When I read a book for CBR, I like to wait a few days to review it so I can gather my thoughts and decide what I want the focus of my review to be. In the case of A Secret History of Witches, this was a mistake. I mostly spent those few days remembering everything I didn’t like about it.
A Secret History of Witches is the story of five generations of a family of witches. Story, actually, is a bit strong, as very little happens. It’s told in five parts, one for each of the women (Nanette, Ursule, Irene, Morwen, and Veronica), and some parts are better than others. By the time I got to Irene, I was starting to wonder if anything was going to happen other than the women finding out they were a witch, learning more about their craft from older female relatives, and then trying to find a man to have a baby with to carry on their witchy line. This sums up the first three parts, and by the time you get to Morwen, you’re more than halfway through the book.
This is a shame, as Morwen’s story gets pretty good. There’s some real excitement and suspense generated there, but unfortunately, it cuts off abruptly and moves on to Veronica. Now, Veronica’s story is also fairly interesting (more on that in a moment), but it’s a shame that we spend two-thirds of the book on very little plot before getting to Morwen, and then her story ends so suddenly. When Veronica’s story starts, Morwen is dispensed with quickly and in a pretty unsatisfying manner.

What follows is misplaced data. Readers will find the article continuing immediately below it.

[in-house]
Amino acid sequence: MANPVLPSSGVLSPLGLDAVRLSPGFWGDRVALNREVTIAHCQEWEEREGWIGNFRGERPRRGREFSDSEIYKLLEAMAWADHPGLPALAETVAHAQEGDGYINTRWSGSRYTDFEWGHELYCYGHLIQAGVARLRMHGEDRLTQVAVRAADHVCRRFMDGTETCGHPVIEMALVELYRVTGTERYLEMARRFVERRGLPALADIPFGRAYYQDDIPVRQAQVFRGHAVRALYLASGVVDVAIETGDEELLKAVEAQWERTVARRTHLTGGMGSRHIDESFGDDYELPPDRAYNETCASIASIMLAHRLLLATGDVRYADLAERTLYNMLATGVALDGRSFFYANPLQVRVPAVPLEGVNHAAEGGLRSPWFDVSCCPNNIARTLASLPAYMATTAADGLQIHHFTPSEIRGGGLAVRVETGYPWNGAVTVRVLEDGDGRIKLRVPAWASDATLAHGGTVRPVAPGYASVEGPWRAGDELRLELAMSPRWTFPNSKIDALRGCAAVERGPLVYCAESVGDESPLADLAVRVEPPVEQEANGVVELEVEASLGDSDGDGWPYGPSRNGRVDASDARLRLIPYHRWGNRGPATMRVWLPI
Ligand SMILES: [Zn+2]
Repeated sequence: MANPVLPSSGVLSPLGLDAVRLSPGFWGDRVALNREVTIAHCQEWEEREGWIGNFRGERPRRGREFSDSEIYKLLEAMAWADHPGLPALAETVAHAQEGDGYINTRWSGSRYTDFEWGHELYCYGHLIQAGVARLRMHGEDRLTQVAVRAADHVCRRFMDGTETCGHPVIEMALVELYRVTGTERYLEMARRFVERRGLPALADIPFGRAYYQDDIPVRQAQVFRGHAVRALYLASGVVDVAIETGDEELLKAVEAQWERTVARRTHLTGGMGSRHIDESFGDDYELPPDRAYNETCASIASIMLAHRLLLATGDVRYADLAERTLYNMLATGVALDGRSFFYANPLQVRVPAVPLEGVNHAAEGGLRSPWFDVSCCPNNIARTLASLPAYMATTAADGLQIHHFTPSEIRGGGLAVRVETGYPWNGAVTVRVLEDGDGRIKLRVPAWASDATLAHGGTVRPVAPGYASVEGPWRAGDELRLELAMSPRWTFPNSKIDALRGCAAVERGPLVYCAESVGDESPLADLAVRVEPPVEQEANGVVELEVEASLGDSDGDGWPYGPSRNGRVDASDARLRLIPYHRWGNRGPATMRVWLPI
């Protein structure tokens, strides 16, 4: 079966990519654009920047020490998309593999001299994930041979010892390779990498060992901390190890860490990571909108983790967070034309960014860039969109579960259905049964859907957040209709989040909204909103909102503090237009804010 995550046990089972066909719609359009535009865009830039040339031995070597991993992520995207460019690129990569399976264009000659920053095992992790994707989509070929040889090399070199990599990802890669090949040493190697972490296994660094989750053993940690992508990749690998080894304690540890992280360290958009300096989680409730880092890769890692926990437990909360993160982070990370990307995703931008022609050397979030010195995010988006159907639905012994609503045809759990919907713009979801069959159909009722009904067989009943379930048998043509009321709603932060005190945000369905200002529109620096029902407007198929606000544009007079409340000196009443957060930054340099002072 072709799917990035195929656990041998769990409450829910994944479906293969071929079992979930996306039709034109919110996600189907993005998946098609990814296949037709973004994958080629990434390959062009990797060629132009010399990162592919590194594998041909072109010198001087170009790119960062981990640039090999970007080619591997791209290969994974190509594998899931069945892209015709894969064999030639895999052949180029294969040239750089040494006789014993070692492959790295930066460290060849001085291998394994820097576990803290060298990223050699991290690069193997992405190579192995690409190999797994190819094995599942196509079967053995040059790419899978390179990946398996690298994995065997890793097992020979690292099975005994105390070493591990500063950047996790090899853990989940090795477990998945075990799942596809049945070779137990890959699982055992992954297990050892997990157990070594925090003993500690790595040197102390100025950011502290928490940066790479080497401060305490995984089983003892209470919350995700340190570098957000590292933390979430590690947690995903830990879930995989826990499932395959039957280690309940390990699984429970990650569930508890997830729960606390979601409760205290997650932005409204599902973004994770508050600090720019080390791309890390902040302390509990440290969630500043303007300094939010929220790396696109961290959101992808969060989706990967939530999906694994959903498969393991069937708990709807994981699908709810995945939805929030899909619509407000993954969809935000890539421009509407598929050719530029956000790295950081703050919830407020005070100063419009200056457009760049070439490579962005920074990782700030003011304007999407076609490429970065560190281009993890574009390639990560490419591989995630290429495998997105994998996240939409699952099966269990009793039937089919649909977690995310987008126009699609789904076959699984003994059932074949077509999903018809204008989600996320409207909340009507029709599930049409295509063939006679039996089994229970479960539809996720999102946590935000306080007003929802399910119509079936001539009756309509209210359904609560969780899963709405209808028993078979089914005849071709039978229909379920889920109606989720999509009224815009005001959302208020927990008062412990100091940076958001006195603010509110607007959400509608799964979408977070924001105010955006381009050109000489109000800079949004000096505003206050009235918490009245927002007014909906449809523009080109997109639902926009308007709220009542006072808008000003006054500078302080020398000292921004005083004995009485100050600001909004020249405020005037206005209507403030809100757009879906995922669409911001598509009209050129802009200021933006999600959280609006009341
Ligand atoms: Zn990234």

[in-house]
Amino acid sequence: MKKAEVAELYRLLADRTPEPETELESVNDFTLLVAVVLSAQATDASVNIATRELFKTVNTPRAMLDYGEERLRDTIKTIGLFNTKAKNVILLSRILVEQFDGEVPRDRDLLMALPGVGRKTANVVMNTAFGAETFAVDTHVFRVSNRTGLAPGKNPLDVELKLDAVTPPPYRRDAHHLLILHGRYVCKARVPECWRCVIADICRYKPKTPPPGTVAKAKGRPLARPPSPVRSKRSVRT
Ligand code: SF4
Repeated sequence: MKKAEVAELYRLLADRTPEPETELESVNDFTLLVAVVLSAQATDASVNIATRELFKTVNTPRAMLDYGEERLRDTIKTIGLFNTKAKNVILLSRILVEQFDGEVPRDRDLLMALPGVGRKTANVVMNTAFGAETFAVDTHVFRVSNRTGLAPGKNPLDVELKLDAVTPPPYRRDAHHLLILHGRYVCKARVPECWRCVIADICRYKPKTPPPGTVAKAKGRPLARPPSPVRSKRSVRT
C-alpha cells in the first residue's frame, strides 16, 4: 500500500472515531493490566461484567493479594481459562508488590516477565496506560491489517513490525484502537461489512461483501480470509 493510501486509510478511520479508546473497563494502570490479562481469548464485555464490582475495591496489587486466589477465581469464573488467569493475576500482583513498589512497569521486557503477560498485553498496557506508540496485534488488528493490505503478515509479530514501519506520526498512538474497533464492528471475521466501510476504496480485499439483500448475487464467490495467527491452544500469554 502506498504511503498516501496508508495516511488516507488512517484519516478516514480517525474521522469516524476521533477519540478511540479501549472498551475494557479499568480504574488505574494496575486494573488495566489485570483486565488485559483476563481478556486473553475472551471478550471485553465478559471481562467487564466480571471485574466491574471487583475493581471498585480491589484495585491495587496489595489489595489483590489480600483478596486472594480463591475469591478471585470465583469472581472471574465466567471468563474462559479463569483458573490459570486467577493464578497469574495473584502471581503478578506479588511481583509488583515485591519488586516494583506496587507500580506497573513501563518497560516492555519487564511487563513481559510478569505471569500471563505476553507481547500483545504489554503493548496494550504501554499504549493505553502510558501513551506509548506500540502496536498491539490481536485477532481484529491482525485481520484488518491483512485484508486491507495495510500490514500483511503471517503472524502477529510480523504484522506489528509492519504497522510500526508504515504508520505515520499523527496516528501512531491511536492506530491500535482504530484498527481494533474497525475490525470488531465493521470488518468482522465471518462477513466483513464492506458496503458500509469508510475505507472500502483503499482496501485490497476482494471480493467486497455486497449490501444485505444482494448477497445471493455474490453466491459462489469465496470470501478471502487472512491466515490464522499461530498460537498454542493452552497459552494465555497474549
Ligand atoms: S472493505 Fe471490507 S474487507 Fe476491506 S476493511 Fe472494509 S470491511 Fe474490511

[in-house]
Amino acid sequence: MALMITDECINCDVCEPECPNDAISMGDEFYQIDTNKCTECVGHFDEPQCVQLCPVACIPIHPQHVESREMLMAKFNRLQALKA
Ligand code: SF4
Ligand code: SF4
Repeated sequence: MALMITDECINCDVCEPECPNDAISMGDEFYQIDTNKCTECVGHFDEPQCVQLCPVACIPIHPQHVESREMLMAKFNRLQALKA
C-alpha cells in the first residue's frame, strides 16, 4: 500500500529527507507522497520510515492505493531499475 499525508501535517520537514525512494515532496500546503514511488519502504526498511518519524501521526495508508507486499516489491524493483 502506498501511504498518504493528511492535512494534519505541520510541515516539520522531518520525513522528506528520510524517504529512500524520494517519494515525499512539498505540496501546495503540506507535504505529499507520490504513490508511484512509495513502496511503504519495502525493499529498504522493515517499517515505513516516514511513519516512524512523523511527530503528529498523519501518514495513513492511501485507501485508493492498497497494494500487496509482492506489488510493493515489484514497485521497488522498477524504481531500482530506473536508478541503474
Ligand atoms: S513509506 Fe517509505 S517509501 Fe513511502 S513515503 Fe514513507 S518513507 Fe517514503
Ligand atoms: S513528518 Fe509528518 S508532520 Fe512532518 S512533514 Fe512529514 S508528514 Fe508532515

I do have to address the bizarre twist in Veronica’s part. (Small spoiler alert, although you could gather this from the book jacket) Veronica comes of age during World War II, and soon learns that she can use her powers to affect the outcome of the war. All fine and good so far, but then a character is introduced that I think will throw some readers for a loop. By this point in the story, I was kind of like, “sure, whatever,” but I could see how some people might find it jarring and take them out of the book a bit.
A Secret History of Witches would have been a much better book if it had focused on Morwen and Veronica, and maybe the backstory provided by the first three women could have been done with some short flashbacks. There was a moment of real suspense and horror in Ursule’s story, and I thought for a moment maybe the plot was heating up, but then it went back to its routine of puberty>discovering witchy powers>learning more about the craft>finding a man for some babymaking. I wish there had been more Morwen, and maybe more Veronica. Unfortunately I think this book will soon fade to the point where I barely remember reading it, and that’s a shame. There was some potential here.